Articles Posted in New Mexico Supreme Court

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In a wrongful death action, the jury returned a special verdict that awarded damages to the individual loss-of-consortium claimants but not to the decedent’s estate. The decedent’s surviving spouse and children (collectively Plaintiffs) filed a motion for a new trial, arguing that the award of zero damages to the estate was not supported by substantial evidence. The issue before the New Mexico Supreme Court was whether Plaintiffs waived the right to challenge the jury verdict on appeal by failing to object to the verdict prior to the jury’s discharge. After review, the Supreme Court concluded that they did: “A party is deemed to have waived a challenge to an ambiguous, inconsistent, or incomplete jury verdict if the party had an opportunity to raise the objection before the jury was discharged but failed to do so.” In this case, Plaintiffs created ambiguity in the verdict by modifying the uniform jury instruction on wrongful death damages and drafting the special verdict form in a way that failed to advise jurors how to allocate damages between the individual loss-of-consortium claimants and the decedent’s estate. During its deliberations, the jury submitted a question to the district court which confirmed that the jury was confused about how to allocate damages on the special verdict form. As a result of this confusion, it was unclear whether the jury deliberately intended to award zero wrongful death damages to the estate or whether the jury mistakenly included wrongful death damages in its award to the individual claimants. View "Saenz v. Ranack Constructors, Inc." on Justia Law

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New Energy Economy, Inc. (NEE) appealed a final order issued by the New Mexico Public Regulation Commission (PRC). NEE contended the PRC violated New Mexico law by approving a contested stipulation granting the Public Service Company of New Mexico (PNM) certificates of public convenience and necessity (CCNs) to acquire new generation resources and by filing a notice proposing to dismiss the protests to PNM’s 2014 integrated resource plan (IRP). The New Mexico Supreme Court determined NEE’s arguments were predicated on a mistaken understanding of the law, and NEE asked the Court to accept factual assertions that were rejected in earlier proceedings. The Court affirmed the PRC’s final order. View "New Energy Econ. v. N.M. Pub. Regulation Comm'n" on Justia Law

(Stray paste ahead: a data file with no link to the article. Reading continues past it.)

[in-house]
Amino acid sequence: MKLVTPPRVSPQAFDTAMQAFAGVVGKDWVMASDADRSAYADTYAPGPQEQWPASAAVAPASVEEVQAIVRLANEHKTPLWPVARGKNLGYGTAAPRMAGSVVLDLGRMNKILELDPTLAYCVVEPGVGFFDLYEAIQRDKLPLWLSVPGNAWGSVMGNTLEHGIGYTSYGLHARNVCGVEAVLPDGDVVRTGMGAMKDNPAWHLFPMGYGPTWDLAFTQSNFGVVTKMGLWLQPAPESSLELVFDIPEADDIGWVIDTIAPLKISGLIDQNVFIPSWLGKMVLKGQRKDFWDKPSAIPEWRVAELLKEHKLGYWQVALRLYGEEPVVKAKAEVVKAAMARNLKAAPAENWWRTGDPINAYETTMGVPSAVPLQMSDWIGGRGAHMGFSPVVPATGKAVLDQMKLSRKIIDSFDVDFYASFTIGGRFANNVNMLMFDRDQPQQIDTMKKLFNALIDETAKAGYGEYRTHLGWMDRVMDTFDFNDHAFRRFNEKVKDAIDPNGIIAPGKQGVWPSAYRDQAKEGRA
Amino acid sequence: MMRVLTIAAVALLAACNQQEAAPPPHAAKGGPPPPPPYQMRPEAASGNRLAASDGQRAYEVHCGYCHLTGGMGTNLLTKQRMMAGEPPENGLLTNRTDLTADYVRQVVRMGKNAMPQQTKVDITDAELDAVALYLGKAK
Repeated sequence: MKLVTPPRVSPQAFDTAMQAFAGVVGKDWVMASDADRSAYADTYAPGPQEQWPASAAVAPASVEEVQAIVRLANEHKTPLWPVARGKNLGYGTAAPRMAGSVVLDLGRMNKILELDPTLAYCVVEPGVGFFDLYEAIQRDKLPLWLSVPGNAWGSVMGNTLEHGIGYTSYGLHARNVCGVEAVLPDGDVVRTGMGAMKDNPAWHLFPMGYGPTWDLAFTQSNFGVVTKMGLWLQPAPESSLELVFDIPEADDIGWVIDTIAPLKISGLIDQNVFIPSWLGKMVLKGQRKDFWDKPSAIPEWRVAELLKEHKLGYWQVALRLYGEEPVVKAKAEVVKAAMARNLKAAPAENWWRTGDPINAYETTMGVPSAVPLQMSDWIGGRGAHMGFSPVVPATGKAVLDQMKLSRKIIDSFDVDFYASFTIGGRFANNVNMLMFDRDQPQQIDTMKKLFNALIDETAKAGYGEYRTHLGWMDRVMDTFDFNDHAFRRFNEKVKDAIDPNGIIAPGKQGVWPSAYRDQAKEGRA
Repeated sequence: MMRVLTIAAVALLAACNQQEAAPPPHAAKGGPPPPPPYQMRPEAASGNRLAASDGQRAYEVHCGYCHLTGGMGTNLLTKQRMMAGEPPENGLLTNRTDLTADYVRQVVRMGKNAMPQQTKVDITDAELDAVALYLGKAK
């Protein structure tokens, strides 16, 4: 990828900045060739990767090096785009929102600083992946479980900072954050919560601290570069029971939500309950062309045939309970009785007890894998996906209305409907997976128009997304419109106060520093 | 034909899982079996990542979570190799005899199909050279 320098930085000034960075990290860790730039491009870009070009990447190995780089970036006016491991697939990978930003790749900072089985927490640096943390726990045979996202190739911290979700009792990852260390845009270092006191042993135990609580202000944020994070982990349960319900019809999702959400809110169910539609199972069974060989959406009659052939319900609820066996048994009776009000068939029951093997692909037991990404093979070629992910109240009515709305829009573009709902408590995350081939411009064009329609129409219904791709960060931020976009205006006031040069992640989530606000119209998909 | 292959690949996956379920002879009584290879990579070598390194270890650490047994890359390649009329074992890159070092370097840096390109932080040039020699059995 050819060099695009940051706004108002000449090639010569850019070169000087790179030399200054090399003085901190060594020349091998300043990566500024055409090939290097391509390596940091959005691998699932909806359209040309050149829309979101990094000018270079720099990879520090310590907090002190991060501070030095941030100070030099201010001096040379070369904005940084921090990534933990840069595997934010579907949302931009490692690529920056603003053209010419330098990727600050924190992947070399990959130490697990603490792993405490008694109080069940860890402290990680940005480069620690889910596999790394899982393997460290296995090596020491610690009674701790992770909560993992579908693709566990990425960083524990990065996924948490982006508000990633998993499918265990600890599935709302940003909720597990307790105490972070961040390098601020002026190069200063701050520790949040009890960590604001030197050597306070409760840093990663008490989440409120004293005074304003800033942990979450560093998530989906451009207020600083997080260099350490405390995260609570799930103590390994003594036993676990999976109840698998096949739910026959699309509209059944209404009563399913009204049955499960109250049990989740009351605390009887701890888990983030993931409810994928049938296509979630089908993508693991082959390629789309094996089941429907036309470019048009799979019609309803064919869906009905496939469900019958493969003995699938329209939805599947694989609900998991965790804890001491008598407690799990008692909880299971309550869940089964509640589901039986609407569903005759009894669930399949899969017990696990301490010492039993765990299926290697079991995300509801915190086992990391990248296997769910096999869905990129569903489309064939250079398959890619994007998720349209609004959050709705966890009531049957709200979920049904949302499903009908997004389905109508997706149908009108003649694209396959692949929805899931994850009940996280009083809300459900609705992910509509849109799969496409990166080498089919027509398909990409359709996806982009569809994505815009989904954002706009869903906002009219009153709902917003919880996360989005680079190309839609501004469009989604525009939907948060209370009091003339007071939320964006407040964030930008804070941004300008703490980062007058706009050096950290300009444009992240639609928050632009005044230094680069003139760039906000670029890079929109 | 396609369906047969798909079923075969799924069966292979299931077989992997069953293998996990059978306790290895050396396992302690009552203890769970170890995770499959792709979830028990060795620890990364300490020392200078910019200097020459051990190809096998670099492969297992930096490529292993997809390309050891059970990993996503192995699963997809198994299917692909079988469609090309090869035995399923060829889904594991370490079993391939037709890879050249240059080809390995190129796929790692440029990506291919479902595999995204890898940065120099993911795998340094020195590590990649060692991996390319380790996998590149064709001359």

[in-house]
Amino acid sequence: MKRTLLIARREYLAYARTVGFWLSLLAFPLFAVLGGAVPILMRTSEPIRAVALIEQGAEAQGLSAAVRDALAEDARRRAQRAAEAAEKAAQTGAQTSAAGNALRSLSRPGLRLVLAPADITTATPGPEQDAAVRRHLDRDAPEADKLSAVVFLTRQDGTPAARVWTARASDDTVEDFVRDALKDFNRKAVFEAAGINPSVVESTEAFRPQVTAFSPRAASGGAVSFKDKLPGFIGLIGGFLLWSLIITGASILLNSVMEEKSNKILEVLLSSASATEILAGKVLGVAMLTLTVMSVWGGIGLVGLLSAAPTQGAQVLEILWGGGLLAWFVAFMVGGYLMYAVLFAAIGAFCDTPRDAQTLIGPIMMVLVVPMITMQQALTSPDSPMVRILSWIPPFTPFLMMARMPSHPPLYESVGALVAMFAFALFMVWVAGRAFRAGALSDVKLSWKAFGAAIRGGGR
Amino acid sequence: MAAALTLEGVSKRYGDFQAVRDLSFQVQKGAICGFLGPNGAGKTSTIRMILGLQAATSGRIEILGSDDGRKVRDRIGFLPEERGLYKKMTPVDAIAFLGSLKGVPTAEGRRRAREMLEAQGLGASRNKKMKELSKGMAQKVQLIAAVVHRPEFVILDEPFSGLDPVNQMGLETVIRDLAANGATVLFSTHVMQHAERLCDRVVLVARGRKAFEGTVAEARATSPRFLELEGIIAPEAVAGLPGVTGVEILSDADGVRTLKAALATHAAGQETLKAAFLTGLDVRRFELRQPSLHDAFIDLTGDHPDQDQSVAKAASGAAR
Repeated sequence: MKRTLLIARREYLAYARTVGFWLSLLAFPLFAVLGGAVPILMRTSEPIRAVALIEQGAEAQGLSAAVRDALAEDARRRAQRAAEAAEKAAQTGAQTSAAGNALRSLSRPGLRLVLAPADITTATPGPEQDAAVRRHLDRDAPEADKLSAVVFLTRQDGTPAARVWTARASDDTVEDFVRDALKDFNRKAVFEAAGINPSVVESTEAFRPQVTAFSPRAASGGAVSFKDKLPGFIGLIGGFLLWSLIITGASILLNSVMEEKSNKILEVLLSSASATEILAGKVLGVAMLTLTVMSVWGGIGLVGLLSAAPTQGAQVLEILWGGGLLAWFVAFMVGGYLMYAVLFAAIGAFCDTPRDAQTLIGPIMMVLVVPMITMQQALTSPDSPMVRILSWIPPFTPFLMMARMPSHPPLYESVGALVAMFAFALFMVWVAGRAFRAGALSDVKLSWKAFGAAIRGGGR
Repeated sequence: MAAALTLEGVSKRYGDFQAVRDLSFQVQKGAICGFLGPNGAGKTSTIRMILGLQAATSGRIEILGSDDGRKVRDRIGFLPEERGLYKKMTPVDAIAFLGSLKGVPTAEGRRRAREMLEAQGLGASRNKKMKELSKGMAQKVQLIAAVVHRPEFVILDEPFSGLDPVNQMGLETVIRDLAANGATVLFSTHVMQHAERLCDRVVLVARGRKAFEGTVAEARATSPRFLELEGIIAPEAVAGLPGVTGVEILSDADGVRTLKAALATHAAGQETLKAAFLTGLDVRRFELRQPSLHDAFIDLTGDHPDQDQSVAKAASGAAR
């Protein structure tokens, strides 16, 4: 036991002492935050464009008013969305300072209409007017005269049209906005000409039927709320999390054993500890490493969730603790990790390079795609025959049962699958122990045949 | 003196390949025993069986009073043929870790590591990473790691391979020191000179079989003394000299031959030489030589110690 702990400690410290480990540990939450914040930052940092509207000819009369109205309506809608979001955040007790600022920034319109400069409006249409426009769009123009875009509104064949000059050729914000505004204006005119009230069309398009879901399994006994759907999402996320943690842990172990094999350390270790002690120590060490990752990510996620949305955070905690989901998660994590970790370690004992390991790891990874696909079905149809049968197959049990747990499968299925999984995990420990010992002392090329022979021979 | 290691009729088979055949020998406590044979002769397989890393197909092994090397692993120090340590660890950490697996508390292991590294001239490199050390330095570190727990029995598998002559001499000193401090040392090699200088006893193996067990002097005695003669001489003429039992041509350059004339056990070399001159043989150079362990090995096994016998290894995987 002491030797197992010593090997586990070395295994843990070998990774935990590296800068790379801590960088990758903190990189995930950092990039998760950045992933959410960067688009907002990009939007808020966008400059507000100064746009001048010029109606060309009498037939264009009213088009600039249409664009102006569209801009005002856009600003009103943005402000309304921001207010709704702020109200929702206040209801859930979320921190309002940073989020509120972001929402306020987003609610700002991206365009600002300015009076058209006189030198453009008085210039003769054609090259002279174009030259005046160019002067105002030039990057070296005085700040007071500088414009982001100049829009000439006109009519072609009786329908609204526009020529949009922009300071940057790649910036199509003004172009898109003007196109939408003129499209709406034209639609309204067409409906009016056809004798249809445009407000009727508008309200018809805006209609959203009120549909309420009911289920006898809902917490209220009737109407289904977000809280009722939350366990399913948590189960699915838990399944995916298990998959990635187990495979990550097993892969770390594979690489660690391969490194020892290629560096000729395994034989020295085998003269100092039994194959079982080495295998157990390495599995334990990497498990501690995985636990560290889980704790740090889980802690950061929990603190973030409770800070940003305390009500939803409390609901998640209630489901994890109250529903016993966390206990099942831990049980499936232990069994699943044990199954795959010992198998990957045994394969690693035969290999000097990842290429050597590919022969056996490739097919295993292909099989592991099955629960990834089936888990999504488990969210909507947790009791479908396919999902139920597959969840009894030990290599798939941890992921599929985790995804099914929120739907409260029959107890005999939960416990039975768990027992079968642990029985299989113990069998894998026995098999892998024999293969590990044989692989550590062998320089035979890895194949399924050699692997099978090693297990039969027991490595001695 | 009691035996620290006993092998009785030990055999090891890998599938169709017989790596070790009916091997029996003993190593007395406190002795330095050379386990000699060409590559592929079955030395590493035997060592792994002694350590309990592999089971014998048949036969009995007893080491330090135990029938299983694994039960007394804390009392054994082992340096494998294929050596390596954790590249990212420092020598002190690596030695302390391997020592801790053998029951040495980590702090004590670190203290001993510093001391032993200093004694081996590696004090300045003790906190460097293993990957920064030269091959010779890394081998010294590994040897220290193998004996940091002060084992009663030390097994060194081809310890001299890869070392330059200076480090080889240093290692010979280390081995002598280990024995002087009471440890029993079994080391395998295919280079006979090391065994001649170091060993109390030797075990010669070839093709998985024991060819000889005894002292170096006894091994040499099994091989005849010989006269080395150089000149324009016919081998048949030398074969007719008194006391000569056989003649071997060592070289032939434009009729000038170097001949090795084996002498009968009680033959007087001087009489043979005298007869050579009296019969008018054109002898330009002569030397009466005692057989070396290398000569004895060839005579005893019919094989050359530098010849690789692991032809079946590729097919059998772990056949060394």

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Early in the proceedings in New Mexico ex rel. King v. Valley Meat Co., LLC, No. D-101- 3 CV-2013-3197 (Valley Meat case), A. Blair Dunn, counsel for Valley Meat Co., e-mailed an Inspection of Public Records Act (IPRA) request to First Judicial District Court Executive Officer Stephen Pacheco for production of, among other things, communications and records relating to the Valley Meat case, including “all communications between . . . Judge Matthew Wilson and his staff . . . and Court Clerk’s staff” and “[a]ny communications received by Judge Matthew Wilson and his staff, Judge Raymond Ortiz and his staff, and any member of the Court Clerk’s staff to/from any outside person or organization.” In this superintending control proceeding, the New Mexico Supreme Court clarified the constitutional and statutory procedures for IPRA enforcement actions to compel production of court records, and held that IPRA actions directed at a district court’s records had to be filed against the lawfully designated IPRA custodian and must be filed in the judicial district that maintains the records. Furthermore, the Court held that the contents of an officeholder’s personal election campaign, social media website, and the internal decision-making communications that are at the core of the constitutional duties of the judicial branch, such as preliminary drafts of judicial decisions, are not public records that are subject to mandatory disclosure and inspection under IPRA. View "Pacheco v. Hudson" on Justia Law